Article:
Fans of Community are all too familiar with the power of Spanish genius El Tigre Chino and how his knowledge has the power to bite people’s faces off. Ken Jeong who essayed the role of Señor Ben Chang is the polar opposite of his character.
Ken had earned a star on the Hollywood Walk of Fame less than 24 hours before he sits with us for the interview and he looks visibly overwhelmed with gratitude, “I am processing it as I am speaking right now. I’m just very, very, very, very grateful.”
“How come I did not know this?” exclaims John Cho, a skilful actor in his own right famous for his roles as Hikaru Sulu in the Star Trek rebooted film series and Harold Lee in the Harold & Kumar films.
Ken, in his disbelief, is speechless.
“Where is the star exactly? I am going to get my muddy boots and step on it,” remarks John even though he is gleaming at Ken. I hesitate to continue as the duo seems to be processing the honour like two friends would in an intimate setting. But one has got to do what one has got to do, sigh.
Ken and John play Feng and Ulysses in the second season of Apple TV+’s murder mystery The Afterparty. In the latest instalment, a wedding is ruined after the groom is found murdered and every guest becomes a suspect. Detective Danner (Tiffany Haddish) returns to solve the case by questioning family members, star-crossed lovers, and business partners, and listening to their retelling of the weekend. Each episode of the show explores a different character’s account of one fateful evening, all told through the lens of popular film genres and unique visuals to match the storyteller’s perspective.
Edited excerpts from the interview:
Did you have a favourite genre to shoot for? How did you adapt your characters to fit each genre with ease?
John: I don’t think I had a preference. I am evading your question but I really loved jumping into each genre and adapting my role accordingly. You never get to do that within a single project.
Ken: I do not want to give much away but I liked that all the genres explored in the latest season are nothing like the ones touched upon in the first season. It is really a testament to the skills Christopher Miller, Anthony King, and Phil Lord wield — they are undeniable in what they do and it is their recipe for success. With this cast, it is literally a murderer’s row of amazing stuff, pun intended.
John and I talk about how exceptionally talented everyone is.
John: You always said everyone except for…
Ken: Guys! (whispers) let’s cut that out. I said everyone for the record. (laughs) But really, it was one of my favourite experiences of my career. I have been wanting to work with John all my life… he never wanted to work with me, but I trapped him and we are here doing a junket together. (laughs)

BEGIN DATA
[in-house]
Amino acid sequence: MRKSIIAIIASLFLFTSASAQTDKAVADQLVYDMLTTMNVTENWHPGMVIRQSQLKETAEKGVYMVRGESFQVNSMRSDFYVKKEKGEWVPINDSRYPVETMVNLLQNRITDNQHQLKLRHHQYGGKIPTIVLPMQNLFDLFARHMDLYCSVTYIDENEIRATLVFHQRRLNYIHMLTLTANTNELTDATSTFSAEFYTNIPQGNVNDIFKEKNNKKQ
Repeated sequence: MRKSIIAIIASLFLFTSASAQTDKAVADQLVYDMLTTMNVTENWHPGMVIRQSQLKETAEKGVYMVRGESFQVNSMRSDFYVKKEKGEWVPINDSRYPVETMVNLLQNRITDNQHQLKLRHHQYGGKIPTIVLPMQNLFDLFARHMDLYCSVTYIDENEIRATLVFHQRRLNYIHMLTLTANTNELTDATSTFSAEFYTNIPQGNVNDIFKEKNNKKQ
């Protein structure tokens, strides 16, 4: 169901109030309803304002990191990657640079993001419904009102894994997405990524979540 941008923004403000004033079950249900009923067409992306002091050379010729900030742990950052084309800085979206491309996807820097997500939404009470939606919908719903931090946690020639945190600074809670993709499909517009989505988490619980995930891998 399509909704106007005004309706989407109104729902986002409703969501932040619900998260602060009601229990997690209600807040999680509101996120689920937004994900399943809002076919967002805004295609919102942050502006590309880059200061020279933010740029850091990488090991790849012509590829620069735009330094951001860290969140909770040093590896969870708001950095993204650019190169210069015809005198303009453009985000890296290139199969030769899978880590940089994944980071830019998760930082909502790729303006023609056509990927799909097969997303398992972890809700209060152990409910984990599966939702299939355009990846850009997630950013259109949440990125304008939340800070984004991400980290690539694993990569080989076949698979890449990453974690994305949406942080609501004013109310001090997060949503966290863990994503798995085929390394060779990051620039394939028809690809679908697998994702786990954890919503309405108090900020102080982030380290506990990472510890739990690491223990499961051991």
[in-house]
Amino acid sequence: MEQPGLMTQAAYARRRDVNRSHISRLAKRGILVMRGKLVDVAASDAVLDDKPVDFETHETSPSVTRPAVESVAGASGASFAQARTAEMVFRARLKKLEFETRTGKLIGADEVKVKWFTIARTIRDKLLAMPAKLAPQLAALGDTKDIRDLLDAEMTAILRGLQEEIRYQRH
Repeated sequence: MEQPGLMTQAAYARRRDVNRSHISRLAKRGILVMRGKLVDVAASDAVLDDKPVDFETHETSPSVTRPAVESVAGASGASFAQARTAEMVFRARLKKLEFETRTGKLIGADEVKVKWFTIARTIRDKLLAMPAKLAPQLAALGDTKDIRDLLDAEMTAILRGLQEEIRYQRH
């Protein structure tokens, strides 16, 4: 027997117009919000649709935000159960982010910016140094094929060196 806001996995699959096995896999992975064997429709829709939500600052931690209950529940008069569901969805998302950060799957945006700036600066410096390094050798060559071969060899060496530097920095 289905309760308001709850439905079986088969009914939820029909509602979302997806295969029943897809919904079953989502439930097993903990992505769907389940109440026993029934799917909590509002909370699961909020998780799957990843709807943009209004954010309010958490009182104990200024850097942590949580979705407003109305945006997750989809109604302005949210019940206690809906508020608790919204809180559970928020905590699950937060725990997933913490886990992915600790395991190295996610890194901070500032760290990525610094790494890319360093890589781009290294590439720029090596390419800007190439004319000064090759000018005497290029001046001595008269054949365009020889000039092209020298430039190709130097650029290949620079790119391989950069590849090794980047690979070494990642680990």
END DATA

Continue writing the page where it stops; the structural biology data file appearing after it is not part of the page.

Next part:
While working with a large ensemble how important is it to nail your comedic timing and what was the rapport you shared on set?
John: Everyone was funny in a unique way. It had been a while since I had done comedy so I just sat back and enjoyed watching everyone do their thing. The different styles of comedy were as diverse as the genres of the episodes — some actors were improvisational, others were physical while few others were subtle. For me, it was like being in a candy shop and enjoying the different kinds of humour.
Ken: In a rare moment of sincerity which I hope you cut out… it was a joy to see John’s process because right from the table read he just embodied the character of Ulysses. I remember talking to other actors about this and we were like woah Cho came to play.
John: Oh wow!
Ken: I did not want to tell John that (laughs). But when you work with people like him who set the bar so high, you just become better by osmosis.
John: I really feel like our approach to our characters was similar even though the characters we play are very different from each other. It was a learning experience to be able to watch Ken do his thing.
Ken: Full disclosure, I can say it on record now: I really did not know what I was doing.
John, the episode dedicated to you demanded a lot of dancing. Did that limit your expression as an actor in any way?
John: I stumbled through it. It was really difficult but I had a blast doing it. However, I am not sure if anyone would ever allow me to dance on screen again.
Ken: It was incredible watching his scenes… they were really magnetic.
John: I am not a dancer. I am someone who would reluctantly agree to dance but the show gifted dance to me and I love it more than I ever did before. It has been a positive addition to my life.
Ken, your episode was constructed using found footage. Why choose this as a medium to inform viewers about Feng?
Ken: That is a great question. Feng is a desperate person — desperate for love, acceptance and validation. So, shooting everything on an iPhone captured the pain, grittiness and unpleasantness in an artistic way.
John: Secretly, I think it was the toughest episode to shoot, especially from an actor’s point of view. I have a little bit of sympathy for Ken because this medium does not allow cutaways. You have to make sure all the information is being relayed because there is no room for error.
Though my time has run out, Ken and John are busy mimicking their characters and putting their camaraderie on full display. Apple TV+, some BTS footage to get a glimpse of their antics on set would be great.